I think that additional time spent on reading and math instruction could be helpful, if the time is spent with a really great teacher doing really great work with small groups of kids. I fail to see how giving kids twice as much of what already isn't working is going to help them read better. That school had some really good teachers, but it also had some so-so and some terrible teachers, and more time with the same person wasn't going to guarantee anyone a better education. And when you increase the amount of time each child gets reading or math instruction, then you need to hire more teachers in those subject areas. It becomes hard to find enough really great teachers in the core subject areas, especially given that they will have to work in a huge, chaotic middle school in a region with a high cost of living and teacher salaries that barely keep up. And I don't think it's that appealling to teachers to spend 2 hours (or more) per day with the same group of 30 struggling students who feel oppressed by the amount of time they have to spend doing something they find difficult and boring. Wouldn't it be better to hire a smaller number of really good subject area teachers, along with really good exploratory subject teachers?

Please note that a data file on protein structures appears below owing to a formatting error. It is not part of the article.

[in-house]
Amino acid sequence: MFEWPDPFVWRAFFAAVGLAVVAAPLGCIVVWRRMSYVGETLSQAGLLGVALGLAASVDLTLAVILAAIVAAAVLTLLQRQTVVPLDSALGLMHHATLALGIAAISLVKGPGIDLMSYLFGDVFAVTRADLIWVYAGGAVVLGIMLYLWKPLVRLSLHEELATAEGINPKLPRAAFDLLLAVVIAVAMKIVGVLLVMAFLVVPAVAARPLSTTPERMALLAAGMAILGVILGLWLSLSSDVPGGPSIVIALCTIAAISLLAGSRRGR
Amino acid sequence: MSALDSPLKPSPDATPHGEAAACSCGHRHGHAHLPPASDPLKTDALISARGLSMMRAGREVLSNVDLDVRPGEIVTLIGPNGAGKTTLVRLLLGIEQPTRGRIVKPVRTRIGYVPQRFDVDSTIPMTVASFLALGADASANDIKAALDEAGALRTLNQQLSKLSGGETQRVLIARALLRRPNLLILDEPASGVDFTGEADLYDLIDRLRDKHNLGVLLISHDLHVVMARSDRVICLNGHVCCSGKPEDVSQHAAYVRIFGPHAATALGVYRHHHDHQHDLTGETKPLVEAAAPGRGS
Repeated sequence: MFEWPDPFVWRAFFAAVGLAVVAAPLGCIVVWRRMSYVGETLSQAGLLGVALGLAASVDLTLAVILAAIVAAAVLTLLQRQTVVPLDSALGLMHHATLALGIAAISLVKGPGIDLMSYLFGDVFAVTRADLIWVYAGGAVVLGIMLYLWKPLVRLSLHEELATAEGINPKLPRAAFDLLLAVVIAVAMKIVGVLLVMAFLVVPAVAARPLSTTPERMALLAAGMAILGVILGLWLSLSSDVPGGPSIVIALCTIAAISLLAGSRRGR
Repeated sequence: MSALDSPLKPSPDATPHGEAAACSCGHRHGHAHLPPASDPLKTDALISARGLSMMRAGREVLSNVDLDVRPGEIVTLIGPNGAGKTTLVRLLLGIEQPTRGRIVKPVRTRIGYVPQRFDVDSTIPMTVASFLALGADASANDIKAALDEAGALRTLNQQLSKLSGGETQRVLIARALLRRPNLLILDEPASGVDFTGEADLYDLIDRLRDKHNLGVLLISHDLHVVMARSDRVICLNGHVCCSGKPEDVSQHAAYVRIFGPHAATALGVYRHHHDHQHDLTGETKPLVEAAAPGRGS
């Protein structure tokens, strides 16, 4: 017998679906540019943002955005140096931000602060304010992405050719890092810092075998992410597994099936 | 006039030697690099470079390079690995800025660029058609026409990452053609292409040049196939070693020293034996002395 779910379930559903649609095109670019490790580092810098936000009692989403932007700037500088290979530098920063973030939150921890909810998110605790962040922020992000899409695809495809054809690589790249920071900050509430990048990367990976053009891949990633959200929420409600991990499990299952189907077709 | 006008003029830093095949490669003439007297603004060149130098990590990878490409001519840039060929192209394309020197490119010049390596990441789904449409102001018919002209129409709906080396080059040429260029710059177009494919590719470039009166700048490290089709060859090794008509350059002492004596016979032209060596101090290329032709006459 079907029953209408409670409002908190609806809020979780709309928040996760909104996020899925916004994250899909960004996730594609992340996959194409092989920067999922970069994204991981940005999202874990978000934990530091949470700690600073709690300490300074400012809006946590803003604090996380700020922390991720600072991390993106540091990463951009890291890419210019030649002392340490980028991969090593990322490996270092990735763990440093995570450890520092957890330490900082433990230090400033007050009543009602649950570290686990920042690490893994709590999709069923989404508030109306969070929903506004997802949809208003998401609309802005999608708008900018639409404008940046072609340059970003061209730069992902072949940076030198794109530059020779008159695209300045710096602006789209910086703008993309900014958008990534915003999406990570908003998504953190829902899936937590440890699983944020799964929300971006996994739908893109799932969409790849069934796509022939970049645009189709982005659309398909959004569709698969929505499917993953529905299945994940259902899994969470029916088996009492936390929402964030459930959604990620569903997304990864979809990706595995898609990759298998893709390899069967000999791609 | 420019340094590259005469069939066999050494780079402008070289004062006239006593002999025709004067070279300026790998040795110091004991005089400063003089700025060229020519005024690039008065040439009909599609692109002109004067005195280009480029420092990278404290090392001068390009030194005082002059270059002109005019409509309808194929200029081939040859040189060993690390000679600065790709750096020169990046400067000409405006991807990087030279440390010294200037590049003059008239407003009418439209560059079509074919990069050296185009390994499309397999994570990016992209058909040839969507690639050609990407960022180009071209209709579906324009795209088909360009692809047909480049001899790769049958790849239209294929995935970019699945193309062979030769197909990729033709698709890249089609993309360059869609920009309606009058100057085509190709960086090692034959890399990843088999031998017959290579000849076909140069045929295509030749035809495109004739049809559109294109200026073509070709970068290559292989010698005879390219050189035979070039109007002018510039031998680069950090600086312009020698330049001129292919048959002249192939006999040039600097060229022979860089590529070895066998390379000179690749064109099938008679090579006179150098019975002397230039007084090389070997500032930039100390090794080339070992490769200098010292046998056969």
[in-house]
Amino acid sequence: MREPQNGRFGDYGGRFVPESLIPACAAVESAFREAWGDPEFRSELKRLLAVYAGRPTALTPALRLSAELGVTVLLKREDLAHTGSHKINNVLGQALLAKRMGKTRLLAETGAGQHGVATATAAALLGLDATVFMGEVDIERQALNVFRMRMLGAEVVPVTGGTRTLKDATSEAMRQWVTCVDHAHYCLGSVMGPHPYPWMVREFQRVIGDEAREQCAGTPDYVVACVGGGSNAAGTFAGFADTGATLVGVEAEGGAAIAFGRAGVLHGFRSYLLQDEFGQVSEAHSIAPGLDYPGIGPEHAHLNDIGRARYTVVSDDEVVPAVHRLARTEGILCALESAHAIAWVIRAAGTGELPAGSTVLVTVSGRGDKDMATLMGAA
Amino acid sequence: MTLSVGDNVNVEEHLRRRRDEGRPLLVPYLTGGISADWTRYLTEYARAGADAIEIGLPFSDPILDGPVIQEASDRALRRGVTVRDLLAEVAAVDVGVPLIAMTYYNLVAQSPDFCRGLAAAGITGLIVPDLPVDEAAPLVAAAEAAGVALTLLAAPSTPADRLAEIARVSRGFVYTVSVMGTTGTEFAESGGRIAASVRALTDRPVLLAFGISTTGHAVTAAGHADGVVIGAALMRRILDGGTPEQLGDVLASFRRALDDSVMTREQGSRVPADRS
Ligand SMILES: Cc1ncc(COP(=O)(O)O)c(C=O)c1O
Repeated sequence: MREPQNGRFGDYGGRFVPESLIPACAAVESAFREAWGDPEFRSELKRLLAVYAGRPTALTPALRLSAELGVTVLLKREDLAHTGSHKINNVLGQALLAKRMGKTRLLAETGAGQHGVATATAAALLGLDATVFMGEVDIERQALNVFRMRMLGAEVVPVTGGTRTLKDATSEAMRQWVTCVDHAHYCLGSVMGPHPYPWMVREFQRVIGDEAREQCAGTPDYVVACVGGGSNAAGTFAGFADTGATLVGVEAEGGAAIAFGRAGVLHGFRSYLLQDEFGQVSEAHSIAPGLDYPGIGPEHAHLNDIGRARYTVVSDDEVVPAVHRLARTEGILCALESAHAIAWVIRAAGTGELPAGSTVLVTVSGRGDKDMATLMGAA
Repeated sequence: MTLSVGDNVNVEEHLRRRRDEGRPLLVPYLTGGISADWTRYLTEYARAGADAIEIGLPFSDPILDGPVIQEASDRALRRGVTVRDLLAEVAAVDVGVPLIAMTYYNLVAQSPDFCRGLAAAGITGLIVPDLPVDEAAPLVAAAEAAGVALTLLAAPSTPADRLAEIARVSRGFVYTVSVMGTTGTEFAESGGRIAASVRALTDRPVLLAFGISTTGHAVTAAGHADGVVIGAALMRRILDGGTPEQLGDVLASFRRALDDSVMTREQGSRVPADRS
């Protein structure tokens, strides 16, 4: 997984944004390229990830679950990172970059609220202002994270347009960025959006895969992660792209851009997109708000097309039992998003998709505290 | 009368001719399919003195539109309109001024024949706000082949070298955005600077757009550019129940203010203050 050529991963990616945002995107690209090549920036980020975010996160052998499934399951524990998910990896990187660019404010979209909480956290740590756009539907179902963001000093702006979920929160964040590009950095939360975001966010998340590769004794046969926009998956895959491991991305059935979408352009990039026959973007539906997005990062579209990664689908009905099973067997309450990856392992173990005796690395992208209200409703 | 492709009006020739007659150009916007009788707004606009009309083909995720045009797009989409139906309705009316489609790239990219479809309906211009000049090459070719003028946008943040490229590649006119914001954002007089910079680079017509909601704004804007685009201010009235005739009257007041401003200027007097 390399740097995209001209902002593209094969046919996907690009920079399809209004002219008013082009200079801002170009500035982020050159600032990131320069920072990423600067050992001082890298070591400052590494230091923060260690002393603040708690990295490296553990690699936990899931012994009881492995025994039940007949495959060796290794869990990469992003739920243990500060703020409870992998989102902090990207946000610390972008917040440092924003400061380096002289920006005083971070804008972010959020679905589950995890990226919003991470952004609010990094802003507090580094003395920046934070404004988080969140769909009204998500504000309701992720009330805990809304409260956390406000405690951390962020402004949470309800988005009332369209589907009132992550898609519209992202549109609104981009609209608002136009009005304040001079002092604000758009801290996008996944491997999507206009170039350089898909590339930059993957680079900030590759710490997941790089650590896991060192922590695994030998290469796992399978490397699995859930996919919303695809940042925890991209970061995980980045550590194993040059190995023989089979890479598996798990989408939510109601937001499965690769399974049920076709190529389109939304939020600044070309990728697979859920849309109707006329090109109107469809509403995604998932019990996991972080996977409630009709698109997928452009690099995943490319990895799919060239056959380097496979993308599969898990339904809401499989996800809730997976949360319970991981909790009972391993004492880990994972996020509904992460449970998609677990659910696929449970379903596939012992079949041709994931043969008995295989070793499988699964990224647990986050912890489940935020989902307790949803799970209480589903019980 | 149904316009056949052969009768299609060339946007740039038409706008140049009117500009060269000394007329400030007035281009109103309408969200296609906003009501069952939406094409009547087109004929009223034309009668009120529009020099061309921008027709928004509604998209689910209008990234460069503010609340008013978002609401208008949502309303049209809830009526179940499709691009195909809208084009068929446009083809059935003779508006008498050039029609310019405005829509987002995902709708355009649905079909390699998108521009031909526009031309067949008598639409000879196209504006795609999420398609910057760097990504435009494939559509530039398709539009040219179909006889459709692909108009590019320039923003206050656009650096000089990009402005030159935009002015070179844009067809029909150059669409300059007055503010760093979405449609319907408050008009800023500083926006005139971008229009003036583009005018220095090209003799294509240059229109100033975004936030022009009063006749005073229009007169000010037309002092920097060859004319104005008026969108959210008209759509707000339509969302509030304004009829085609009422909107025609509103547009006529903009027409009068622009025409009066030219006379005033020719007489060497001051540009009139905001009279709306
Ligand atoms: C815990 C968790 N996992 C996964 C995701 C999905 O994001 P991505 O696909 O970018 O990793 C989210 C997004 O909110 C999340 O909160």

The state intends for schools to integrate the exploratory subject learning standards into the curriculum in the core subject areas. That implies making art, music, health, etc. a part of reading, math, social studies, and science. It's a great idea, and it's not going to happen. I don't know if the people working at the state have forgotten or just don't know, but failing schools are often permeated by a sense of desperation that makes everything extra fall by the wayside. These schools are under so much pressure to get the kids to pass their tests that even cut time from social studies and science! I just don't see schools putting a lot of time and energy into a thoughtful integration of art into English class or health into science. Some individual teachers will do this on their own - many do already - but most will succumb to the pressure from every direction to keep a narrow-minded focus on the tests.